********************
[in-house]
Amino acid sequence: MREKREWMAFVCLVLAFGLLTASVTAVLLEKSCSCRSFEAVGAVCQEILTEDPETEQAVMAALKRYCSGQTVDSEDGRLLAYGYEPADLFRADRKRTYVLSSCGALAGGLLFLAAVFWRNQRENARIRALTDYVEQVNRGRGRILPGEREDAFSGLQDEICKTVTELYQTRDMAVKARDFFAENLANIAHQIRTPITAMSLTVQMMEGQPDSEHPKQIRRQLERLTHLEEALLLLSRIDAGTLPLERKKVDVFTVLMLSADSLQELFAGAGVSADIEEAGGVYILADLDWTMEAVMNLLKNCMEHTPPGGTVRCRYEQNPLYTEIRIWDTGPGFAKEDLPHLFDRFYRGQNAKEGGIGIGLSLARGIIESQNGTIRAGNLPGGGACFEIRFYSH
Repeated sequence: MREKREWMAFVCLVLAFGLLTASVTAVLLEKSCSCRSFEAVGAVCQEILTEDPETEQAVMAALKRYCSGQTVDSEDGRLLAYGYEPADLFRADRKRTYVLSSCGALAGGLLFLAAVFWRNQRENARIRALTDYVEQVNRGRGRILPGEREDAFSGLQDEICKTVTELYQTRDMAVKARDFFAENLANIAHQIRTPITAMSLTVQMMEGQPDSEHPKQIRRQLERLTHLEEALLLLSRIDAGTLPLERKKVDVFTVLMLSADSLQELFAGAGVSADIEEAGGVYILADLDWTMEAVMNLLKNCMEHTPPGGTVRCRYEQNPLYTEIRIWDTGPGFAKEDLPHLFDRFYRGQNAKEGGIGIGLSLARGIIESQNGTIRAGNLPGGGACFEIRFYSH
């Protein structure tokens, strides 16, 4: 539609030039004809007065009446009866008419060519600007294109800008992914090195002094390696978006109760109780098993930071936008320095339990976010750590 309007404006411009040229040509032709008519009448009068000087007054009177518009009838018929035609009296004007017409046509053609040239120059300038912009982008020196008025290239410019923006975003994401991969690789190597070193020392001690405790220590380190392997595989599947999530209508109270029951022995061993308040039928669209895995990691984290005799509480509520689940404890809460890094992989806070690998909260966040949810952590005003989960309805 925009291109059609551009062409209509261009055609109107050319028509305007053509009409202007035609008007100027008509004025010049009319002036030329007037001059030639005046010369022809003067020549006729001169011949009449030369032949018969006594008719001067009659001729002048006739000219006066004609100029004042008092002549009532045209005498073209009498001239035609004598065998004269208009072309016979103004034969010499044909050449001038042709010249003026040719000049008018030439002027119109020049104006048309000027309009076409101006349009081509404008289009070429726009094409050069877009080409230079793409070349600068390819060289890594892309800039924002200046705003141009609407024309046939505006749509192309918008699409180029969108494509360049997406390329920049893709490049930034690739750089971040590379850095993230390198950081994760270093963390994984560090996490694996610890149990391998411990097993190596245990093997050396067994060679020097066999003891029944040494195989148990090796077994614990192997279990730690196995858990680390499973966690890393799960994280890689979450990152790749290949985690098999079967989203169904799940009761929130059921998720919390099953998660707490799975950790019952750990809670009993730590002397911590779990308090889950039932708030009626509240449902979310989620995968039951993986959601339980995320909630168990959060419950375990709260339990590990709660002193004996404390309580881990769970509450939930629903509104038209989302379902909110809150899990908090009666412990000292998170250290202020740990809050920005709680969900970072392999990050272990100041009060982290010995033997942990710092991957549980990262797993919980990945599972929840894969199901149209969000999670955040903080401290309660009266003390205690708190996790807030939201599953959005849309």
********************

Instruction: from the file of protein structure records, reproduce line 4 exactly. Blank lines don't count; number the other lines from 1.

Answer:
């Protein structure tokens, strides 16, 4: 539609030039004809007065009446009866008419060519600007294109800008992914090195002094390696978006109760109780098993930071936008320095339990976010750590 309007404006411009040229040509032709008519009448009068000087007054009177518009009838018929035609009296004007017409046509053609040239120059300038912009982008020196008025290239410019923006975003994401991969690789190597070193020392001690405790220590380190392997595989599947999530209508109270029951022995061993308040039928669209895995990691984290005799509480509520689940404890809460890094992989806070690998909260966040949810952590005003989960309805 925009291109059609551009062409209509261009055609109107050319028509305007053509009409202007035609008007100027008509004025010049009319002036030329007037001059030639005046010369022809003067020549006729001169011949009449030369032949018969006594008719001067009659001729002048006739000219006066004609100029004042008092002549009532045209005498073209009498001239035609004598065998004269208009072309016979103004034969010499044909050449001038042709010249003026040719000049008018030439002027119109020049104006048309000027309009076409101006349009081509404008289009070429726009094409050069877009080409230079793409070349600068390819060289890594892309800039924002200046705003141009609407024309046939505006749509192309918008699409180029969108494509360049997406390329920049893709490049930034690739750089971040590379850095993230390198950081994760270093963390994984560090996490694996610890149990391998411990097993190596245990093997050396067994060679020097066999003891029944040494195989148990090796077994614990192997279990730690196995858990680390499973966690890393799960994280890689979450990152790749290949985690098999079967989203169904799940009761929130059921998720919390099953998660707490799975950790019952750990809670009993730590002397911590779990308090889950039932708030009626509240449902979310989620995968039951993986959601339980995320909630168990959060419950375990709260339990590990709660002193004996404390309580881990769970509450939930629903509104038209989302379902909110809150899990908090009666412990000292998170250290202020740990809050920005709680969900970072392999990050272990100041009060982290010995033997942990710092991957549980990262797993919980990945599972929840894969199901149209969000999670955040903080401290309660009266003390205690708190996790807030939201599953959005849309």